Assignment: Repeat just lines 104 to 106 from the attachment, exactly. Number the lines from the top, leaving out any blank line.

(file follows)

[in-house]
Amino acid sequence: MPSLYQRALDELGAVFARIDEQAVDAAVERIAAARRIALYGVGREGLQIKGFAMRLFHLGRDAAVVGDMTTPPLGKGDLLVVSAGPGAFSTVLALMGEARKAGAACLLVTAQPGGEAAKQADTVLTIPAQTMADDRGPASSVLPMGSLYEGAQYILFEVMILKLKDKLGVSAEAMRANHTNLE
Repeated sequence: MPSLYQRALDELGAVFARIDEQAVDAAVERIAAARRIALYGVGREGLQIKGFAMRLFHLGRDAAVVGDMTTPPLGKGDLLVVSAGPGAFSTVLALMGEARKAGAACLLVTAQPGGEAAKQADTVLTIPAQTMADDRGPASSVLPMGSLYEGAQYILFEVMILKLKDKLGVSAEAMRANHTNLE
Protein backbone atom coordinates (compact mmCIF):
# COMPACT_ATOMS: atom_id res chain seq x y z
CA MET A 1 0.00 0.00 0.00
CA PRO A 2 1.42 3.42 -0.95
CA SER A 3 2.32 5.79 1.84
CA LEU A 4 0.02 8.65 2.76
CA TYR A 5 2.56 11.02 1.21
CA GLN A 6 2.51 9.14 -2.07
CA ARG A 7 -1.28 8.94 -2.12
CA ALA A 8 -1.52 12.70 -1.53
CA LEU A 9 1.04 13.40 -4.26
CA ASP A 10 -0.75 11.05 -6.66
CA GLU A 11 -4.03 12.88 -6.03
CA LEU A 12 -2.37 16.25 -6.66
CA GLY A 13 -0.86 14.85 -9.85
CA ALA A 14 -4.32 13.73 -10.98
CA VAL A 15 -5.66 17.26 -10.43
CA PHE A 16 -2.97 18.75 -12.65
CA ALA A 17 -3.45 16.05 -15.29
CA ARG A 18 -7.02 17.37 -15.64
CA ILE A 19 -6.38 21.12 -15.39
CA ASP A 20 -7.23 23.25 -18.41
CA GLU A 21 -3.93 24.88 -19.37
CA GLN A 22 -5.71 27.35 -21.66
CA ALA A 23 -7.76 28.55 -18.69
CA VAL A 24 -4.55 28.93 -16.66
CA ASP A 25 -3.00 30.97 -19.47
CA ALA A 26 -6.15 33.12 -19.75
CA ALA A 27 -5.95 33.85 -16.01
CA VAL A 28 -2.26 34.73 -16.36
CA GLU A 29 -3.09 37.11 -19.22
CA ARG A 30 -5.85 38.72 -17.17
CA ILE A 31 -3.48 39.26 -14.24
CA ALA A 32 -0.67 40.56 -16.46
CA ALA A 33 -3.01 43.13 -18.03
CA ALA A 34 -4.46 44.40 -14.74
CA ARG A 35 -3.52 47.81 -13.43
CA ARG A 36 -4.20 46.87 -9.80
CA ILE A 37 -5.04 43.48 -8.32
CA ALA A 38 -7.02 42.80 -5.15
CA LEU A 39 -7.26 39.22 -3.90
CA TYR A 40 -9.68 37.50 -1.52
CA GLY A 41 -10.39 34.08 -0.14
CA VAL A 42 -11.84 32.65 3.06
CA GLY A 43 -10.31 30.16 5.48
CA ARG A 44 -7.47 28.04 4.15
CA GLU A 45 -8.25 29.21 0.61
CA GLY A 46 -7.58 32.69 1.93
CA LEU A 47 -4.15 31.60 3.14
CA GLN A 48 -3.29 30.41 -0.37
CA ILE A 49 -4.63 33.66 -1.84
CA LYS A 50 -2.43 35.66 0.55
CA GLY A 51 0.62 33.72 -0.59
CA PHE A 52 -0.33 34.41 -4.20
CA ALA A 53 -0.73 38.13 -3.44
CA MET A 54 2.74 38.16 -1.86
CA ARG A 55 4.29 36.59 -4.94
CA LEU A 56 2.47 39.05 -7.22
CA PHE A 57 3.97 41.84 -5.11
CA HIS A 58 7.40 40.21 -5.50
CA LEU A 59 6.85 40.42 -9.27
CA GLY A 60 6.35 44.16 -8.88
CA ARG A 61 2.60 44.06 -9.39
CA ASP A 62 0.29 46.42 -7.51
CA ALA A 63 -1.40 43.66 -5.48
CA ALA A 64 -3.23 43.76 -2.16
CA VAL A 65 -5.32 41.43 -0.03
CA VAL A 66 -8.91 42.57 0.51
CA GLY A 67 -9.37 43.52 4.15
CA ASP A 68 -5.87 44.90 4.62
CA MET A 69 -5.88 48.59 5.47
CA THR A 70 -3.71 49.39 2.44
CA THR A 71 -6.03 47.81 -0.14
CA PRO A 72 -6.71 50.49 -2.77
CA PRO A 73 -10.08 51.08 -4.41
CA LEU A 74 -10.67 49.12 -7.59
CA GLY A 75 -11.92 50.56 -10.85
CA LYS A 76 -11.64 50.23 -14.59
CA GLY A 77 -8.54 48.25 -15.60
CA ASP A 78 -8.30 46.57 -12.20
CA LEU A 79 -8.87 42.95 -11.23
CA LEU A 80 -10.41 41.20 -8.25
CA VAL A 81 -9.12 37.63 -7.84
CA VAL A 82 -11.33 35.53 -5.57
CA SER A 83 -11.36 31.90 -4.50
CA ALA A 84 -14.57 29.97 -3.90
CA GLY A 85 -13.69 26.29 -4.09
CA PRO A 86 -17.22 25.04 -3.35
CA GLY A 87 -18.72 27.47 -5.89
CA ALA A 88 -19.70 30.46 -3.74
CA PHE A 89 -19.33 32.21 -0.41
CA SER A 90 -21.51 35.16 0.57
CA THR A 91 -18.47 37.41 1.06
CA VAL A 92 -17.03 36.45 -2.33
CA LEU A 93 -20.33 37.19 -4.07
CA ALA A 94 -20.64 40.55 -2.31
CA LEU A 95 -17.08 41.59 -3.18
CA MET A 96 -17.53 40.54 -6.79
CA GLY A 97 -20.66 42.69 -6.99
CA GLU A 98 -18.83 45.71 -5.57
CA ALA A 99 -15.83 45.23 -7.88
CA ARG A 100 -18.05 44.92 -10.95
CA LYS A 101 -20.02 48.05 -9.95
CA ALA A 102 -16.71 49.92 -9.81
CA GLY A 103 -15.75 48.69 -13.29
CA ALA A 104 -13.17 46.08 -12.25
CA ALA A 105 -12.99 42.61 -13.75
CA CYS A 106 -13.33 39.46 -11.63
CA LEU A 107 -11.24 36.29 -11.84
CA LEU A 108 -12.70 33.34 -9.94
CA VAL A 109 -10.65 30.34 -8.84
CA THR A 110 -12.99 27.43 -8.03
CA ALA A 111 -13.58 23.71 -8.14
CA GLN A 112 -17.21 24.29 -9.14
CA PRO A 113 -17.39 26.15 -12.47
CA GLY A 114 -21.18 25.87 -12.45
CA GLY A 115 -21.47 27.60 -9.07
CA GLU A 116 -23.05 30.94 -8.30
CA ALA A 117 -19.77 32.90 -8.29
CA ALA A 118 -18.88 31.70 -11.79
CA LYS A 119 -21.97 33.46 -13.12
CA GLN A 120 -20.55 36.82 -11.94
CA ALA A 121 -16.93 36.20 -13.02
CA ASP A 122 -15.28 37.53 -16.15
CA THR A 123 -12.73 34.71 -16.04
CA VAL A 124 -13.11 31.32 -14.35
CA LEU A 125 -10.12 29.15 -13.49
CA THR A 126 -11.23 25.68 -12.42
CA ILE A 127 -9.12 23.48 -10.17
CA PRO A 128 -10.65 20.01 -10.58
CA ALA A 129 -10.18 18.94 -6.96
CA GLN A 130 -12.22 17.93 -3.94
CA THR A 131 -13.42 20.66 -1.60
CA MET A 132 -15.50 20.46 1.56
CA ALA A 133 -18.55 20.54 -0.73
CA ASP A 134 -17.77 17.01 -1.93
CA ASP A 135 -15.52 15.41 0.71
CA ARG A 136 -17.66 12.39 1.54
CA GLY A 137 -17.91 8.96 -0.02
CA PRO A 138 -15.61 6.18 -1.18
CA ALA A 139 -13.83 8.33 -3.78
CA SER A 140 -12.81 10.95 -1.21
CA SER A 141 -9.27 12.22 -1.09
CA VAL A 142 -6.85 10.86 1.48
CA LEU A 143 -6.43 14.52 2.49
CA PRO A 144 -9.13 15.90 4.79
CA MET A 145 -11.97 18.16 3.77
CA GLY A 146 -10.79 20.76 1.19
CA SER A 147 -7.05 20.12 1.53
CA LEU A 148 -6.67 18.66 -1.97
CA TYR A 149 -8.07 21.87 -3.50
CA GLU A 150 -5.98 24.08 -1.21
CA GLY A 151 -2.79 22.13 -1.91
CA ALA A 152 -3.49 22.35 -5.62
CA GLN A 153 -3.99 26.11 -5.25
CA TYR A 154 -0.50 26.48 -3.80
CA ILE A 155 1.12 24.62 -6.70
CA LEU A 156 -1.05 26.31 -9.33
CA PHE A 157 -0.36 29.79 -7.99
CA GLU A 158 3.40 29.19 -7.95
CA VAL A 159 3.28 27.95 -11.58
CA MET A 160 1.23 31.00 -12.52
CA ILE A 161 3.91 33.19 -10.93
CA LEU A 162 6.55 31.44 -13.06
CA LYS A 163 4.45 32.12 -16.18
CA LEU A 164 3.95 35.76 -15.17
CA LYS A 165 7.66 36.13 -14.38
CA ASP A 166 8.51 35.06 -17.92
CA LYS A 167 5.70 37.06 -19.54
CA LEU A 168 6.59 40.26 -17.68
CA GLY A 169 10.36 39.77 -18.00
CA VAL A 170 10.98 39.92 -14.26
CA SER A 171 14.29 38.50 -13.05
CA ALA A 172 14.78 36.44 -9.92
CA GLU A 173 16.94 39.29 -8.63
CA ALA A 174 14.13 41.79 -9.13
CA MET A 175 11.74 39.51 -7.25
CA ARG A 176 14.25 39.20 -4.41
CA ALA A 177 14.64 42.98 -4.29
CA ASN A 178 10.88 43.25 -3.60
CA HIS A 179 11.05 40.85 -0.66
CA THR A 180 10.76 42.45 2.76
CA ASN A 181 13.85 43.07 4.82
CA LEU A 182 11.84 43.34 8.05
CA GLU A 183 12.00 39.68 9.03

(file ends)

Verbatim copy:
CA ALA A 99 -15.83 45.23 -7.88
CA ARG A 100 -18.05 44.92 -10.95
CA LYS A 101 -20.02 48.05 -9.95